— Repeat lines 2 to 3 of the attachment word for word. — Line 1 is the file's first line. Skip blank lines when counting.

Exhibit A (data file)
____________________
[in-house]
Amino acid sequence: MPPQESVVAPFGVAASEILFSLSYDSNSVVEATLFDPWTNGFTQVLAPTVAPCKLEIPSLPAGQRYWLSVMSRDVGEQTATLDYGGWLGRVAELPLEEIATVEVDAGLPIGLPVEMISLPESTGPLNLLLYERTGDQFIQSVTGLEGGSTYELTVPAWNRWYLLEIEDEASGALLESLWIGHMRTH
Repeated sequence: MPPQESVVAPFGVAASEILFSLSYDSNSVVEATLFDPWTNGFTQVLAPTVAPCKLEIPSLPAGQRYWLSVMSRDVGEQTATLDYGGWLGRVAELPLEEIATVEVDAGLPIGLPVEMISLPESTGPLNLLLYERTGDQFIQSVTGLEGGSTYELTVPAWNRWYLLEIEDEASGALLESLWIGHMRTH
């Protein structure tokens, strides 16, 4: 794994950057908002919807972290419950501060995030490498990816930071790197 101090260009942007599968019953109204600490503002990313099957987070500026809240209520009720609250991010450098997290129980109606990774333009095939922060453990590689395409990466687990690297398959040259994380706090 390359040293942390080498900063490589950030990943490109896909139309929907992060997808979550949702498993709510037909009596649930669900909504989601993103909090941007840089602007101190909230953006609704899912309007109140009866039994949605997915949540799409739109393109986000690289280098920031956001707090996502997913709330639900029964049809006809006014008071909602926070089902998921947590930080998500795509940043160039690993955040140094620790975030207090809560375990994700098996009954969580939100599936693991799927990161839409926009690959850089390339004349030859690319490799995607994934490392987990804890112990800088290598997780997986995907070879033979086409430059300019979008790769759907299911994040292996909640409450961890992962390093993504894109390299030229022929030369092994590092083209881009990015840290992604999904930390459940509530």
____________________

Amino acid sequence: MPPQESVVAPFGVAASEILFSLSYDSNSVVEATLFDPWTNGFTQVLAPTVAPCKLEIPSLPAGQRYWLSVMSRDVGEQTATLDYGGWLGRVAELPLEEIATVEVDAGLPIGLPVEMISLPESTGPLNLLLYERTGDQFIQSVTGLEGGSTYELTVPAWNRWYLLEIEDEASGALLESLWIGHMRTH
Repeated sequence: MPPQESVVAPFGVAASEILFSLSYDSNSVVEATLFDPWTNGFTQVLAPTVAPCKLEIPSLPAGQRYWLSVMSRDVGEQTATLDYGGWLGRVAELPLEEIATVEVDAGLPIGLPVEMISLPESTGPLNLLLYERTGDQFIQSVTGLEGGSTYELTVPAWNRWYLLEIEDEASGALLESLWIGHMRTH